Disposables are single-use nappies that you simply throw in the bin when you change your baby, then you reach for a fresh one and start again.
Disposables have come on leaps and bounds in the last few years and now many brands boast super slim designs, with impressive absorbency and leak-free qualities. What ever your baby’s age, or stage, there is a nappy for you from those that fot newborn, day-old babies to pull-on toddlers nappies that help with potty training.
Designed specially for the first few weeks of your little one’s life, these nappies are slim fitting and easy to secure, even on a squirming newborn.
Most newborn nappies will have a high back, double leg cuffs and a special absorbent core to contain the soft, runny poo that’s associated with your tiny baby’s developing digestive system.
Suitable from when your baby is small through to early toddlerhood, these nappies also have impressive absorbency and leak-free qualities. Emphasis is on dryness, with most brands offering through-the-night dryness and skin protection for your little one’s bottom. Sizes are numbered and relate to your baby’s weight.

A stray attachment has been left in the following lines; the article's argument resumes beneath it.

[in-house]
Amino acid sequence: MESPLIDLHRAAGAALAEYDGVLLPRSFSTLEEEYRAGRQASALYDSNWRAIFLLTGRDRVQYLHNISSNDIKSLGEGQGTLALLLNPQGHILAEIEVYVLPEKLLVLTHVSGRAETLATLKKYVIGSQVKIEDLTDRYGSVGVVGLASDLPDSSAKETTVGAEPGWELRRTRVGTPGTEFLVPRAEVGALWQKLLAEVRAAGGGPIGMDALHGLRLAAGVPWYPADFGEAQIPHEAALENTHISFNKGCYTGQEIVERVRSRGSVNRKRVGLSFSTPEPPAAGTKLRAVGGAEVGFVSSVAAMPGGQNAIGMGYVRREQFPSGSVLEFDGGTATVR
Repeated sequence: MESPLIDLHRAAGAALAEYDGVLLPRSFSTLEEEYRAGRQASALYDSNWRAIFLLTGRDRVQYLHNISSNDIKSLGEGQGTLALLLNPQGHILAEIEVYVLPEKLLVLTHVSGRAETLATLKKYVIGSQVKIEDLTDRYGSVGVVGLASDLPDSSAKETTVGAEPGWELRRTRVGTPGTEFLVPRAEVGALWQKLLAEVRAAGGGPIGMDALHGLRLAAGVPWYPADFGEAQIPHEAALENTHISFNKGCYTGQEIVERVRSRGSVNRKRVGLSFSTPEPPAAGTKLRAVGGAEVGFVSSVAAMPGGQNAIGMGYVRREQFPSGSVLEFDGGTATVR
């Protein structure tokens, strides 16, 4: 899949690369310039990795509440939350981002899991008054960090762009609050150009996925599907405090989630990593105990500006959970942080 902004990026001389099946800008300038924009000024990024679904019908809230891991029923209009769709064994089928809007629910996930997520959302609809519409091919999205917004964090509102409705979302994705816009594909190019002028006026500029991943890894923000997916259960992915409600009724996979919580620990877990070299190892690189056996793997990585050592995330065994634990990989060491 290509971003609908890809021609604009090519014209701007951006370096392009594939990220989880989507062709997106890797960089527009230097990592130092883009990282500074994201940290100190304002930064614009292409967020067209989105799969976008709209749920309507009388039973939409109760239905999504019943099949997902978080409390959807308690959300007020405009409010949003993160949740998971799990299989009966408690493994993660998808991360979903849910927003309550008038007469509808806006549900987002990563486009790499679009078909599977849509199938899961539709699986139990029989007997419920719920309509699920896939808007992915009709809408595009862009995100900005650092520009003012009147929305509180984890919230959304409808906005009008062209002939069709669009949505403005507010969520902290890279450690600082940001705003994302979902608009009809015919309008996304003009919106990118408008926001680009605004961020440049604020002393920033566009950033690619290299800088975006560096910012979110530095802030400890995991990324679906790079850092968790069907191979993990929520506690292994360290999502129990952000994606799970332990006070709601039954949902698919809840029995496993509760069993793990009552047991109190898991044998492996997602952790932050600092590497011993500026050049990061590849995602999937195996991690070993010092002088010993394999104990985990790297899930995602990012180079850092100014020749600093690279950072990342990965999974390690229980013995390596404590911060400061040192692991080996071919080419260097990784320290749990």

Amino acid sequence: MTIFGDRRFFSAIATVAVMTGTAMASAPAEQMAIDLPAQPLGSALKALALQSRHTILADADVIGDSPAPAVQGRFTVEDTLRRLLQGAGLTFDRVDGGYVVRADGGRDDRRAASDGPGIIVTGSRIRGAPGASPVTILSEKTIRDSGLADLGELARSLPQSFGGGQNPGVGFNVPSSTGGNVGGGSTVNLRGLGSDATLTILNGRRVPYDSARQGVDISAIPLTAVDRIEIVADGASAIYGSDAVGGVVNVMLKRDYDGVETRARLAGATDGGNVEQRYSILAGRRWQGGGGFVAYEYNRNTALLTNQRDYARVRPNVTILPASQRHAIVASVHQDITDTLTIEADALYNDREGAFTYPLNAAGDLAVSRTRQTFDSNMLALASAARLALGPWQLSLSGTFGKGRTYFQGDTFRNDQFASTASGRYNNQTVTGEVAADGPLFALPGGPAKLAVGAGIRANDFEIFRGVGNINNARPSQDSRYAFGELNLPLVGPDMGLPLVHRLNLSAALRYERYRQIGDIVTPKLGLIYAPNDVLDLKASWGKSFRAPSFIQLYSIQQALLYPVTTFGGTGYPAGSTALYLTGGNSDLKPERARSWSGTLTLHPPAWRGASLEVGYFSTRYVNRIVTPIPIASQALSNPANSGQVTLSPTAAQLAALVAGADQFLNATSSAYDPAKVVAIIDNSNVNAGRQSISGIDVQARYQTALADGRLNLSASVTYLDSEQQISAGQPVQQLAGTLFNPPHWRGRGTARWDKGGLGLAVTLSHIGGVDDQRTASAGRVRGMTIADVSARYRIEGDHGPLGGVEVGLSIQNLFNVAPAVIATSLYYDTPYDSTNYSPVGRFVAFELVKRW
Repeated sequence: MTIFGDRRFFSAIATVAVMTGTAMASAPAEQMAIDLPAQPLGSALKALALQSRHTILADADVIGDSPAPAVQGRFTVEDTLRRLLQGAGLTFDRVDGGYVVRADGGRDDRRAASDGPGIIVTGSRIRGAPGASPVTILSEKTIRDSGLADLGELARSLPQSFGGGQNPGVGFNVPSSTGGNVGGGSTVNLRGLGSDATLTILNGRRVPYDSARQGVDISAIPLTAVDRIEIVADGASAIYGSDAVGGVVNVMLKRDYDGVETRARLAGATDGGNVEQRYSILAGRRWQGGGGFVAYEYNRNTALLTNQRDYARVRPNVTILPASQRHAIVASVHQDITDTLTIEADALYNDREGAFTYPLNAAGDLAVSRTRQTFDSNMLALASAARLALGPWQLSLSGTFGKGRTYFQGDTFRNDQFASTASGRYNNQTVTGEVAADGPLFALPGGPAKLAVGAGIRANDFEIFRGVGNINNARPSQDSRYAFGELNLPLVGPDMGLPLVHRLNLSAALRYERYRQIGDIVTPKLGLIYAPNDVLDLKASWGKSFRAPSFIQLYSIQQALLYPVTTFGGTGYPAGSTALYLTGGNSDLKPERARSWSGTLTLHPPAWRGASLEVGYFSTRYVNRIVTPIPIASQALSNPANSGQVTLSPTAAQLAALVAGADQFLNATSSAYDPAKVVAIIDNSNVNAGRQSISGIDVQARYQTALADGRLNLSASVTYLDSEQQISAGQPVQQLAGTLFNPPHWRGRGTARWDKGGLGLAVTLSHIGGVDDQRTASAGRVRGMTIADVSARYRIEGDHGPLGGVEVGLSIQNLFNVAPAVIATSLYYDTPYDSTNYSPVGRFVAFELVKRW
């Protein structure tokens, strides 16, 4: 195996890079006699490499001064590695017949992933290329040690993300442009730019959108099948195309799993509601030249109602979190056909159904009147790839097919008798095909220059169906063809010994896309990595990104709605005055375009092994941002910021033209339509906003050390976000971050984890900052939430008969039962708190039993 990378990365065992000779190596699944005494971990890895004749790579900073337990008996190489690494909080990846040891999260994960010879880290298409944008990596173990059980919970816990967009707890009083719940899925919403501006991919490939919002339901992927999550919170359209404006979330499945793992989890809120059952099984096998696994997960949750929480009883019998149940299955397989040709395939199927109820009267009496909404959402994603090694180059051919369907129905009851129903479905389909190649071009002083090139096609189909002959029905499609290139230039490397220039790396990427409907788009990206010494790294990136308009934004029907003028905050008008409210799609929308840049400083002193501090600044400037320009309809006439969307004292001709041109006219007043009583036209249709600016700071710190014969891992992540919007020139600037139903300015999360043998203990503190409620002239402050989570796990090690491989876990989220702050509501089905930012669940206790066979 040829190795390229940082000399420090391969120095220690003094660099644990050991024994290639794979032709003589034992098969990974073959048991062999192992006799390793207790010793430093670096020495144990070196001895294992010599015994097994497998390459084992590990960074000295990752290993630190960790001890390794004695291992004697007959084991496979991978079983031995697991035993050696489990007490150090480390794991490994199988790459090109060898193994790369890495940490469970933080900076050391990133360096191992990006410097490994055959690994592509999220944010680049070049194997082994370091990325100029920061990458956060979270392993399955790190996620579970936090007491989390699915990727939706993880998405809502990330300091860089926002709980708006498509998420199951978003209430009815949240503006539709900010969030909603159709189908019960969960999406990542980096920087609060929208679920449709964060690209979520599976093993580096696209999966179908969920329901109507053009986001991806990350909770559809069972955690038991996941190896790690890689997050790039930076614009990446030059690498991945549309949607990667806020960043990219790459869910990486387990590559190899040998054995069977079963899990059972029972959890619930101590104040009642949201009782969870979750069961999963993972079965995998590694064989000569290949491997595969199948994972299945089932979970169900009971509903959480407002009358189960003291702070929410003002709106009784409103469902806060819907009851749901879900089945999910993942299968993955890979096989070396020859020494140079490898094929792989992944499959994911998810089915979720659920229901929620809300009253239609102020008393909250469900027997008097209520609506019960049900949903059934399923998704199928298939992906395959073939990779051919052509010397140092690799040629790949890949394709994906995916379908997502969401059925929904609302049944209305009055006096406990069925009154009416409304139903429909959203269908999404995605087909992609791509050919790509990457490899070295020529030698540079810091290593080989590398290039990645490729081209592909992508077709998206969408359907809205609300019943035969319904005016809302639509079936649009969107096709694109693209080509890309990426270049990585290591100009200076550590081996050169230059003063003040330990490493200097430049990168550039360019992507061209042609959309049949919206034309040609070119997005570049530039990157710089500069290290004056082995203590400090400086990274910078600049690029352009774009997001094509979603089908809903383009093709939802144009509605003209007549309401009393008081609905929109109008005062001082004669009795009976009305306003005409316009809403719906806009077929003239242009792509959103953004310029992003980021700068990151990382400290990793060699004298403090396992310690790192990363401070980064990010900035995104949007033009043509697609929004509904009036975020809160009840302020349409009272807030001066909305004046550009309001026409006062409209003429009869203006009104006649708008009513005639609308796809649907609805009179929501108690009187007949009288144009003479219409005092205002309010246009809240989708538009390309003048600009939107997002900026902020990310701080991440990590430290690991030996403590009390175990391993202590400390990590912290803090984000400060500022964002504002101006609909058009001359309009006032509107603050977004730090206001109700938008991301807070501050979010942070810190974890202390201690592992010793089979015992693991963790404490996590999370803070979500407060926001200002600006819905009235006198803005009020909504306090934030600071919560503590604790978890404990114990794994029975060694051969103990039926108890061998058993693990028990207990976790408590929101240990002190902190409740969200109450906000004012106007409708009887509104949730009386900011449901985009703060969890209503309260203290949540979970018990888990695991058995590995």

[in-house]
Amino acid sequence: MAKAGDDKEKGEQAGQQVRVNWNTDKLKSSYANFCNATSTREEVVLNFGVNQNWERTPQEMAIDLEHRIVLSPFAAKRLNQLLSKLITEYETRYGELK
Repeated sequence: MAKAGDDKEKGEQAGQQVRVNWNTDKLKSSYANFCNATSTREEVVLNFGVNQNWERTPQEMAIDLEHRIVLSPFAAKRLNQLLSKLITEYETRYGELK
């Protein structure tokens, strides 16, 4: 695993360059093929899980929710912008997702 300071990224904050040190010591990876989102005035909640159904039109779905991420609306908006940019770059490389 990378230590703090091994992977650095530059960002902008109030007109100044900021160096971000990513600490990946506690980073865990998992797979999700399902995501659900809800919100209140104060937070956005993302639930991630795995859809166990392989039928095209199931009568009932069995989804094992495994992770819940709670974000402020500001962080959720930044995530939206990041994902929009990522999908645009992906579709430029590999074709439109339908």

Designed for older babies who are up on their feet and on the move, these nappies are still absorbent but allow for more flexibility. They also have super strong grips to keep them in place when your tot’s exploring. Manufacturer’s often use ‘active fit’ to describe these nappies.
Eco disposable nappies
With similar features to a normal disposable, these nappies are kinder to the environment as they are partly made from renewable materials.
The pros of disposable nappies
- Quick and easy to put on, and ideal to stash in your bag when you’re out and about
- You don’t need to spend time and money washing them, and you can throw them straight in the bin so dirty ones don’t take up space.
- Absorbent and excellent at drawing moisture away from your little one’s bottom, keeping his skin dry.
The cons of disposable nappies
- Because they contain chemicals they may aggravate skin.
- Every standard disposable ends up in a landfill, where it can take up to 500 years to decompose.
- Long term they’re more expensive that reusables, although bulk buying can save some money.